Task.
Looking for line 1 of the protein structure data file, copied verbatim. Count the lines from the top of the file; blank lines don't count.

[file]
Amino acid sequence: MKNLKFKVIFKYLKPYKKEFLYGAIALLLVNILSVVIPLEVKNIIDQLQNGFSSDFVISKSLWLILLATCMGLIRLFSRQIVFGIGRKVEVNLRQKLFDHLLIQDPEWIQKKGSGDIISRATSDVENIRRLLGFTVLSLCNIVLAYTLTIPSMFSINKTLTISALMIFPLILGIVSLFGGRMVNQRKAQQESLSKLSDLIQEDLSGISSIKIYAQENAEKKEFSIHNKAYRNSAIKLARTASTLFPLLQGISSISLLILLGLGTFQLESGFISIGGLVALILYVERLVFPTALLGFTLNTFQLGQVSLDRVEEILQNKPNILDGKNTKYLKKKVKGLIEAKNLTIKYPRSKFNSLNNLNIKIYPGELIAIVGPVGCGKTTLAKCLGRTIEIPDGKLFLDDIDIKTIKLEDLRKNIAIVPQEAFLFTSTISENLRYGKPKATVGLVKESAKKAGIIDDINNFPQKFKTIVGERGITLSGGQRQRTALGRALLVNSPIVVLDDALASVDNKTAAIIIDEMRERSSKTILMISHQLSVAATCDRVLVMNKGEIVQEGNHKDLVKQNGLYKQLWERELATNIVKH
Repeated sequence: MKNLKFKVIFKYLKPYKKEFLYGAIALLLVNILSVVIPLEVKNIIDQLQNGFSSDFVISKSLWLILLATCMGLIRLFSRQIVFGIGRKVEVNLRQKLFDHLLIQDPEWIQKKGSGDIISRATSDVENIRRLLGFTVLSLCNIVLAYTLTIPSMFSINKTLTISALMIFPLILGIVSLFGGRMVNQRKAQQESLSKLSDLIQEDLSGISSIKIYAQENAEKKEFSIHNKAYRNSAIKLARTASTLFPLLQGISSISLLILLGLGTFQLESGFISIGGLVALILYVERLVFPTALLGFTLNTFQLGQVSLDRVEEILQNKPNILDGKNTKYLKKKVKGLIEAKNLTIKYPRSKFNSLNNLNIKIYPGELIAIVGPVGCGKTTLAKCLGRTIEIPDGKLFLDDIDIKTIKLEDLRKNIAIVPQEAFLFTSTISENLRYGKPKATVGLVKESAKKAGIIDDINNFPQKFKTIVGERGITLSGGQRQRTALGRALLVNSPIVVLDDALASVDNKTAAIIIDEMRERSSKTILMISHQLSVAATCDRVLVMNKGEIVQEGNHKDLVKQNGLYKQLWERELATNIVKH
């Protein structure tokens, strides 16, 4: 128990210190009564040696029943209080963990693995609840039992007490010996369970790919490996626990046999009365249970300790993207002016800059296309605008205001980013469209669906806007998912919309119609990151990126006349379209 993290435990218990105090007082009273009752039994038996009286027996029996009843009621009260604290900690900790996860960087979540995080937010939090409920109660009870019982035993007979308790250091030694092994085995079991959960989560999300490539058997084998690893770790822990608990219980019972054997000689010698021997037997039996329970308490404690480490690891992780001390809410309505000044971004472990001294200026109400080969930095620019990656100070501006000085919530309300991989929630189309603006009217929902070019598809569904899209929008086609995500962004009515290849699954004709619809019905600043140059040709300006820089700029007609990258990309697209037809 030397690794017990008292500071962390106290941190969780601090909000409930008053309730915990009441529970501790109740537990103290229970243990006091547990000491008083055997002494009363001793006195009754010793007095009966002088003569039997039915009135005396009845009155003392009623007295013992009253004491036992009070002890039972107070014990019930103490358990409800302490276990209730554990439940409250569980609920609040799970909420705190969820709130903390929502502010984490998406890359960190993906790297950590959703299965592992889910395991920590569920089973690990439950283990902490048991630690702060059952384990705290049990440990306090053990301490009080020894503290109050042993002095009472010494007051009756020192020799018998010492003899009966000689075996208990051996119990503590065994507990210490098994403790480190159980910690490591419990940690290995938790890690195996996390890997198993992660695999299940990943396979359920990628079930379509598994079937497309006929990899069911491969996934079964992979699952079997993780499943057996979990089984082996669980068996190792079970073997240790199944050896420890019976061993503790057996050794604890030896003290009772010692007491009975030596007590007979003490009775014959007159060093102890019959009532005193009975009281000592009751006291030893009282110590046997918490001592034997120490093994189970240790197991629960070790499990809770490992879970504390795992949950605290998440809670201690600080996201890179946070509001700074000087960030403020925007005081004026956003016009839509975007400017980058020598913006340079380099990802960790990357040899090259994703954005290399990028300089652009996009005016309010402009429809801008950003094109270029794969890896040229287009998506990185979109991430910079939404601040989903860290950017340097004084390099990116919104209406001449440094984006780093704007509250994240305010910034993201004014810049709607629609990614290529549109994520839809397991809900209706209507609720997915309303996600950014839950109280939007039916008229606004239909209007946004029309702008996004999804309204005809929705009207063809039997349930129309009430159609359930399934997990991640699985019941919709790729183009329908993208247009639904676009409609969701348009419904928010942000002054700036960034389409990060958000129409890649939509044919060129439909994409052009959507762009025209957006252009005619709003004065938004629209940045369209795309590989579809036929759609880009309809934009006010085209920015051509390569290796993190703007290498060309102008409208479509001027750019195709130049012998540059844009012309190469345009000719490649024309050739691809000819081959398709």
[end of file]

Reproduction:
Amino acid sequence: MKNLKFKVIFKYLKPYKKEFLYGAIALLLVNILSVVIPLEVKNIIDQLQNGFSSDFVISKSLWLILLATCMGLIRLFSRQIVFGIGRKVEVNLRQKLFDHLLIQDPEWIQKKGSGDIISRATSDVENIRRLLGFTVLSLCNIVLAYTLTIPSMFSINKTLTISALMIFPLILGIVSLFGGRMVNQRKAQQESLSKLSDLIQEDLSGISSIKIYAQENAEKKEFSIHNKAYRNSAIKLARTASTLFPLLQGISSISLLILLGLGTFQLESGFISIGGLVALILYVERLVFPTALLGFTLNTFQLGQVSLDRVEEILQNKPNILDGKNTKYLKKKVKGLIEAKNLTIKYPRSKFNSLNNLNIKIYPGELIAIVGPVGCGKTTLAKCLGRTIEIPDGKLFLDDIDIKTIKLEDLRKNIAIVPQEAFLFTSTISENLRYGKPKATVGLVKESAKKAGIIDDINNFPQKFKTIVGERGITLSGGQRQRTALGRALLVNSPIVVLDDALASVDNKTAAIIIDEMRERSSKTILMISHQLSVAATCDRVLVMNKGEIVQEGNHKDLVKQNGLYKQLWERELATNIVKH